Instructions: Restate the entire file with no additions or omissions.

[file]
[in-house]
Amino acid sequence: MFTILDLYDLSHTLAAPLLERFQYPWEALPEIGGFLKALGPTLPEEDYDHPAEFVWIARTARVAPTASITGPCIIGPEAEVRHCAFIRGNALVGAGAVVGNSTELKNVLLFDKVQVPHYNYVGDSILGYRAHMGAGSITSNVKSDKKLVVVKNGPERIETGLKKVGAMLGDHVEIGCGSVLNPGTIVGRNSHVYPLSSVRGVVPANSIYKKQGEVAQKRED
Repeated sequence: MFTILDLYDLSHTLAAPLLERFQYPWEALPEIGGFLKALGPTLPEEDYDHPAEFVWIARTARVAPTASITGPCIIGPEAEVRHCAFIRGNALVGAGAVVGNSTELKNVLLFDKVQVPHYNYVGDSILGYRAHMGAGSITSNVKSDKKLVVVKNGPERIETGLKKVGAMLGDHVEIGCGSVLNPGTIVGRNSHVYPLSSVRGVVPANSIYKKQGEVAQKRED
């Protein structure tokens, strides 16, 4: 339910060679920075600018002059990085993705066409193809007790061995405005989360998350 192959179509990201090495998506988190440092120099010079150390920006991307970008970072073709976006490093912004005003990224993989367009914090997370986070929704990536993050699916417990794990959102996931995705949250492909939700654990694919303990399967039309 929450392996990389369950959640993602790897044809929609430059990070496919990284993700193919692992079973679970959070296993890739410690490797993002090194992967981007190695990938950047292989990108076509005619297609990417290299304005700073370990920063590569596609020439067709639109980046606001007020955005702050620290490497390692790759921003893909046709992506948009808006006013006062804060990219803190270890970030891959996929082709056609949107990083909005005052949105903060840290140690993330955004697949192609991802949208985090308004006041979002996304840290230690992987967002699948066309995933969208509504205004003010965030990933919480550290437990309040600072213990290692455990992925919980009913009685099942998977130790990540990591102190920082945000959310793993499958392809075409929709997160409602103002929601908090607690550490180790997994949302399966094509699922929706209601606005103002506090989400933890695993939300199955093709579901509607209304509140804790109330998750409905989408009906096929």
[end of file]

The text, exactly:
[in-house]
Amino acid sequence: MFTILDLYDLSHTLAAPLLERFQYPWEALPEIGGFLKALGPTLPEEDYDHPAEFVWIARTARVAPTASITGPCIIGPEAEVRHCAFIRGNALVGAGAVVGNSTELKNVLLFDKVQVPHYNYVGDSILGYRAHMGAGSITSNVKSDKKLVVVKNGPERIETGLKKVGAMLGDHVEIGCGSVLNPGTIVGRNSHVYPLSSVRGVVPANSIYKKQGEVAQKRED
Repeated sequence: MFTILDLYDLSHTLAAPLLERFQYPWEALPEIGGFLKALGPTLPEEDYDHPAEFVWIARTARVAPTASITGPCIIGPEAEVRHCAFIRGNALVGAGAVVGNSTELKNVLLFDKVQVPHYNYVGDSILGYRAHMGAGSITSNVKSDKKLVVVKNGPERIETGLKKVGAMLGDHVEIGCGSVLNPGTIVGRNSHVYPLSSVRGVVPANSIYKKQGEVAQKRED
């Protein structure tokens, strides 16, 4: 339910060679920075600018002059990085993705066409193809007790061995405005989360998350 192959179509990201090495998506988190440092120099010079150390920006991307970008970072073709976006490093912004005003990224993989367009914090997370986070929704990536993050699916417990794990959102996931995705949250492909939700654990694919303990399967039309 929450392996990389369950959640993602790897044809929609430059990070496919990284993700193919692992079973679970959070296993890739410690490797993002090194992967981007190695990938950047292989990108076509005619297609990417290299304005700073370990920063590569596609020439067709639109980046606001007020955005702050620290490497390692790759921003893909046709992506948009808006006013006062804060990219803190270890970030891959996929082709056609949107990083909005005052949105903060840290140690993330955004697949192609991802949208985090308004006041979002996304840290230690992987967002699948066309995933969208509504205004003010965030990933919480550290437990309040600072213990290692455990992925919980009913009685099942998977130790990540990591102190920082945000959310793993499958392809075409929709997160409602103002929601908090607690550490180790997994949302399966094509699922929706209601606005103002506090989400933890695993939300199955093709579901509607209304509140804790109330998750409905989408009906096929």